‘The Broad, Vague RESTRICT Act Is a Dangerous Substitute For Comprehensive Data Privacy Legislation’
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The recently introduced RESTRICT Act, otherwise known as the “TikTok ban,” is a dangerous substitute for comprehensive data privacy legislation, writes the Electronic Frontier Foundation in a blog post. From the post:
As we wrote in our initial review of the bill, the RESTRICT Act would authorize the executive branch to block ‘transactions’ and ‘holdings’ of ‘foreign adversaries’ that involve ‘information and communication technology’ and create ‘undue or unacceptable risk’ to national security and more. We’ve explained our opposition to the RESTRICT Act and urged everyone who agrees to take action against it. But we’ve also been asked to address some of the concerns raised by others. We do that here in this post. At its core, RESTRICT would exempt certain information services from the federal statute, known as the Berman Amendments, which protects the free flow of information in and out of the United States and supports the fundamental freedom of expression and human rights concerns. RESTRICT would give more power to the executive branch and remove many of the commonsense restrictions that exist under the Foreign Intelligence Services Act (FISA) and the aforementioned Berman Amendments. But S. 686 also would do a lot more.
EFF opposes the bill, and encourages you to reach out to your representatives to ask them not to pass it. Our reasons for opposition are primarily that this bill is being used as a cudgel to protect data from foreign adversaries, but under our current data privacy laws, there are many domestic adversaries engaged in manipulative and invasive data collection as well. Separately, handing relatively unchecked power over to the executive branch to make determinations about what sort of information technologies and technology services are allowed to enter the U.S. is dangerous. If Congress is concerned about foreign powers collecting our data, it should focus on comprehensive consumer data privacy legislation that will have a real impact, and protect our data no matter what platform it’s on — TikTok, Facebook, Twitter, or anywhere else that profits from our private information. That’s why EFF supports such consumer data privacy legislation. Foreign adversaries won’t be able to get our data from social media companies if the social media companies aren’t allowed to collect, retain, and sell it in the first place.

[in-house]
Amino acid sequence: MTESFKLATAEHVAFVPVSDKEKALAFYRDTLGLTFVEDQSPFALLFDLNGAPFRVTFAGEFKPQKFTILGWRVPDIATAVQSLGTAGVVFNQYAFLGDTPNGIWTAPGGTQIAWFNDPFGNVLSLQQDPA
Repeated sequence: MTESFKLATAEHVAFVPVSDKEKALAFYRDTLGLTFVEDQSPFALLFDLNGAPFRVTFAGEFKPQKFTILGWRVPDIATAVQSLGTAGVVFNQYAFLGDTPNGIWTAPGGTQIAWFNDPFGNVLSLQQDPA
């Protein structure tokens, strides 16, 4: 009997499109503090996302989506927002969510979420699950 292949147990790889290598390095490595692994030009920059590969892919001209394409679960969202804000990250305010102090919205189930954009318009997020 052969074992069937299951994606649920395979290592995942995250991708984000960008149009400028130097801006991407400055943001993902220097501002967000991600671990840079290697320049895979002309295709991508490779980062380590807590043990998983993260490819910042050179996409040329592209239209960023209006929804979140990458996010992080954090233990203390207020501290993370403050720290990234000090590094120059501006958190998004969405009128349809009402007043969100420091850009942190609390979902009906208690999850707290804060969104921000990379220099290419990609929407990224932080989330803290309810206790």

EFF says it’s not clear if the RESTRICT Act will even result in a “ban” on TikTok. It does, however, have potential to punish people for using a VPN to access TikTok if it is restricted. In conclusion, the group says the bill is similar to a surveillance bill and is “far too broad in the power it gives to investigate potential user data.”